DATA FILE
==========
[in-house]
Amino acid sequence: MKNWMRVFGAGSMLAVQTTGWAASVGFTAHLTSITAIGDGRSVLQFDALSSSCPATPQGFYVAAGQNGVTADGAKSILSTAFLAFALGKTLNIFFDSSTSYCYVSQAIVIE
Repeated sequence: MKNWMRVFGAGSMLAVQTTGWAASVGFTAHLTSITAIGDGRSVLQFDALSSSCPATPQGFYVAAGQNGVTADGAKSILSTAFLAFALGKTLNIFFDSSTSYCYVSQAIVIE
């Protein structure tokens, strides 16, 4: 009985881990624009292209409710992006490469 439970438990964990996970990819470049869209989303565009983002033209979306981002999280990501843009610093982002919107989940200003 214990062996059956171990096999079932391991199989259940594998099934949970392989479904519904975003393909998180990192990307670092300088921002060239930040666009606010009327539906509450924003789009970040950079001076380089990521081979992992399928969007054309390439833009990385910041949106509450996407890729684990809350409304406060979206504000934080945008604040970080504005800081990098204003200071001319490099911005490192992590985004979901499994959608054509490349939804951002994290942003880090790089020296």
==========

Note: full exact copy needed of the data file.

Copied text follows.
[in-house]
Amino acid sequence: MKNWMRVFGAGSMLAVQTTGWAASVGFTAHLTSITAIGDGRSVLQFDALSSSCPATPQGFYVAAGQNGVTADGAKSILSTAFLAFALGKTLNIFFDSSTSYCYVSQAIVIE
Repeated sequence: MKNWMRVFGAGSMLAVQTTGWAASVGFTAHLTSITAIGDGRSVLQFDALSSSCPATPQGFYVAAGQNGVTADGAKSILSTAFLAFALGKTLNIFFDSSTSYCYVSQAIVIE
């Protein structure tokens, strides 16, 4: 009985881990624009292209409710992006490469 439970438990964990996970990819470049869209989303565009983002033209979306981002999280990501843009610093982002919107989940200003 214990062996059956171990096999079932391991199989259940594998099934949970392989479904519904975003393909998180990192990307670092300088921002060239930040666009606010009327539906509450924003789009970040950079001076380089990521081979992992399928969007054309390439833009990385910041949106509450996407890729684990809350409304406060979206504000934080945008604040970080504005800081990098204003200071001319490099911005490192992590985004979901499994959608054509490349939804951002994290942003880090790089020296």